Dickinson offers parks, lakes, even a dike, for summer fun
For anyone already planning their summer activities, Dickinson has 25 parks, Patterson Lake, and a dike near Heart River Retreat. "We have different options within the park district, whether its parks or the trails in the parks and the different ...
For anyone already planning their summer activities, Dickinson has 25 parks, Patterson Lake, and a dike near Heart River Retreat.
"We have different options within the park district, whether its parks or the trails in the parks and the different facilities we have," said Matt Mack, Parks & Recreation recreation/facilities director. "For the size of the community, we really do have a well-rounded number of options for recreation."
There's great value in having so many parks readily available throughout Dickinson.
"It's a place for families to go and get outside, and spend some time together," Mack said. "Have the little ones run some energy off on our equipment, and just to have that outdoor option for people to recreate."
The Parks & Recreation Department works to best facilitate that outdoor option.
"Right now, a lot of people really enjoy being able to go outside," Mack said. "The winter months get long and once the spring comes around you see more people outside, wanting to get out. Having 25 parks throughout Dickinson really probably helps with that."
For Parks & Rec, maintaining those areas is easily handled.
"(Our teams) have a regular mowing schedule," Mack said. "They also check and make sure everything on the equipment side is working properly and safely. They've got a program put together so they're inspecting equipment and regularly maintaining those parks."
Mack holds Dickinson's parks in highest regard.
"Our crew does a really good job of keeping up the parks," he said. "If you compare (our parks) to other park districts, I'd say we're up there with some of the best parks we have to offer in North Dakota."
He added, "I'm proud of what we offer to the public."
Patterson Lake is one of the city's most popular draws for outdoor activities.
Parks & Rec manages the land around the lake, while the Bureau of Reclamation owns the lake itself.
"On the south side of the lake, where those cabins and houses are currently, we also manage that portion of it," Mack said.
Dickinson Parks & Rec is also in charge of recreation and facilities there.
Patterson Lake boasts a beach, the Crooked Crane Trail, camping, and parks.
"Since the Crooked Crane Trail was constructed out there, we've had a lot more traffic, with people coming out and using that trail," Mack said. "That was a really nice addition."
That traffic generally arrives with late spring and early summer.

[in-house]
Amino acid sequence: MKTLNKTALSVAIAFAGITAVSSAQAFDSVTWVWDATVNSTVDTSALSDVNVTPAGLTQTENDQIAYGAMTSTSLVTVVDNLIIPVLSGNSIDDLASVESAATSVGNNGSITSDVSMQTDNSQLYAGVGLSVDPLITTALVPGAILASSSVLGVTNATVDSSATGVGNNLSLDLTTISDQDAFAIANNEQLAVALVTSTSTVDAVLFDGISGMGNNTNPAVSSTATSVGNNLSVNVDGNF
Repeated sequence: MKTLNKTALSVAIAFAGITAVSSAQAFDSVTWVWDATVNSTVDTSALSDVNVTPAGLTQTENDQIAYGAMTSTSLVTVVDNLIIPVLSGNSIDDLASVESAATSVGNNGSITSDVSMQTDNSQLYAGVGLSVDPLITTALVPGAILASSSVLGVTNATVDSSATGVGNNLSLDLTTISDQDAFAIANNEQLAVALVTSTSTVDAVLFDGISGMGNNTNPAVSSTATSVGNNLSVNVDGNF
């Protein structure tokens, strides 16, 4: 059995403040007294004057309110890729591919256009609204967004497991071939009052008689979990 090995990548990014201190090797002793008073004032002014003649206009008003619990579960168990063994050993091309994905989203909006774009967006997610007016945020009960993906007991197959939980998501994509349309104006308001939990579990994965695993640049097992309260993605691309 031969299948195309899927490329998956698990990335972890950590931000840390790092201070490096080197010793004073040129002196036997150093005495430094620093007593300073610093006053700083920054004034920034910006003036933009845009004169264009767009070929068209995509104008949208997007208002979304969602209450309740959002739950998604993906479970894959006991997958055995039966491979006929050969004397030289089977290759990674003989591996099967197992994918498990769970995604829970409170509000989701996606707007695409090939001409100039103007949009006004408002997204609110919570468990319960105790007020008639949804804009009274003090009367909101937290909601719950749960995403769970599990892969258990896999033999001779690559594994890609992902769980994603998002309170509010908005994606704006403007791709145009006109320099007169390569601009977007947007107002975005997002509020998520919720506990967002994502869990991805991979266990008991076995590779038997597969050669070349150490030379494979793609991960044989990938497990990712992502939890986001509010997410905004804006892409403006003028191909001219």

"That's when they want to use the water and get out on the water, and start their fishing and recreational activities, whether its water skiing or tubing," Mack said.
Proposed legislation will soon turn over the land around Patterson Lake to the park district, Mack explained.
"That could change how we do some things out there," he said. "Right now, we have to work with the Bureau of Reclamation and get things approved before we move forward. Once that land is turned over to us, if that bill goes through, that will change that whole process."
The city also has Dickinson Dike for outdoors activities.
The dike is basically water from Patterson Lake held in a separate area south of the lake, near Heart River Retreat.
"It's 25 feet deep, at the deepest portion of it, and it's stocked with different fish," Mack said.
The site is mainly used for fishing rainbow trout, cutthroat trout, and small bluegill.
"There's different benches located around the outside of the dike," Mack said. "If you went out there on a normal summer day, you'd see most people fishing out there."
While the dike doesn't receive many swimmers, it does also host kayaks and canoes.
"It's just a little more isolated and less prone to weather elements," Mack said. "It's maybe not as choppy if it's a windy day."
The dike is used for public events during the summer. The department only facilitates the events, though.
It is the location of the annual kids fishing derby held every summer, among others.
Activities planning starts even before warmer weather comes with spring.
"Spring is always so unpredictable," Mack said. "We might have snow on the ground until May. There's been years where it's been March where we've had stuff. Right after January we kick things into gear and make sure we're preparing for the summer."
For more information about Dickinson's offerings, visit https://dickinsonparks.org/ .